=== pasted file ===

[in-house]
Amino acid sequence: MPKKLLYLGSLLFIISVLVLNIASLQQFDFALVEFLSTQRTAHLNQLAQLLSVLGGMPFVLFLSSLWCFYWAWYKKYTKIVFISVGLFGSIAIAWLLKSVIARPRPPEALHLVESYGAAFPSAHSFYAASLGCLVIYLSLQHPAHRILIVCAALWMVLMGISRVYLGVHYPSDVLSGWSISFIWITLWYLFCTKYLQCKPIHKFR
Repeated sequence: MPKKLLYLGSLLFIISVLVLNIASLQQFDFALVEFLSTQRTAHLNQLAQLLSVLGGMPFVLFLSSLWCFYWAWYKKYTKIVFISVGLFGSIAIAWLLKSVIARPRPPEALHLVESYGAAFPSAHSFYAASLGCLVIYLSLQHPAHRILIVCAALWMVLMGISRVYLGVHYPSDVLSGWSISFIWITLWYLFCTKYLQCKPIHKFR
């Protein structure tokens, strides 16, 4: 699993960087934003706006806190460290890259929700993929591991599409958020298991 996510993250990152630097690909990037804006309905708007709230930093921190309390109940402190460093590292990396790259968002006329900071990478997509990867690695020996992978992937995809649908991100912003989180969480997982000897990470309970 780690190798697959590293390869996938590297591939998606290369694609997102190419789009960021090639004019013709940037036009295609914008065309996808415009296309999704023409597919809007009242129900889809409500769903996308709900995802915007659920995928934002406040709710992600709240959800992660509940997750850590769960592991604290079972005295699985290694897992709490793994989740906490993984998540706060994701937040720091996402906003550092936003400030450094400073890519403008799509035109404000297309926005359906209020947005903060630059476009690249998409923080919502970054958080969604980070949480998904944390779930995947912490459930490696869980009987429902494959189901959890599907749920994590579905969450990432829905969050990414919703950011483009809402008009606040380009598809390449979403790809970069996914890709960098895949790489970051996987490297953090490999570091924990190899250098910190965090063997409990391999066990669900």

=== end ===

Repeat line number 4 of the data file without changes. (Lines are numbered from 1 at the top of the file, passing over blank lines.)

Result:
């Protein structure tokens, strides 16, 4: 699993960087934003706006806190460290890259929700993929591991599409958020298991 996510993250990152630097690909990037804006309905708007709230930093921190309390109940402190460093590292990396790259968002006329900071990478997509990867690695020996992978992937995809649908991100912003989180969480997982000897990470309970 780690190798697959590293390869996938590297591939998606290369694609997102190419789009960021090639004019013709940037036009295609914008065309996808415009296309999704023409597919809007009242129900889809409500769903996308709900995802915007659920995928934002406040709710992600709240959800992660509940997750850590769960592991604290079972005295699985290694897992709490793994989740906490993984998540706060994701937040720091996402906003550092936003400030450094400073890519403008799509035109404000297309926005359906209020947005903060630059476009690249998409923080919502970054958080969604980070949480998904944390779930995947912490459930490696869980009987429902494959189901959890599907749920994590579905969450990432829905969050990414919703950011483009809402008009606040380009598809390449979403790809970069996914890709960098895949790489970051996987490297953090490999570091924990190899250098910190965090063997409990391999066990669900």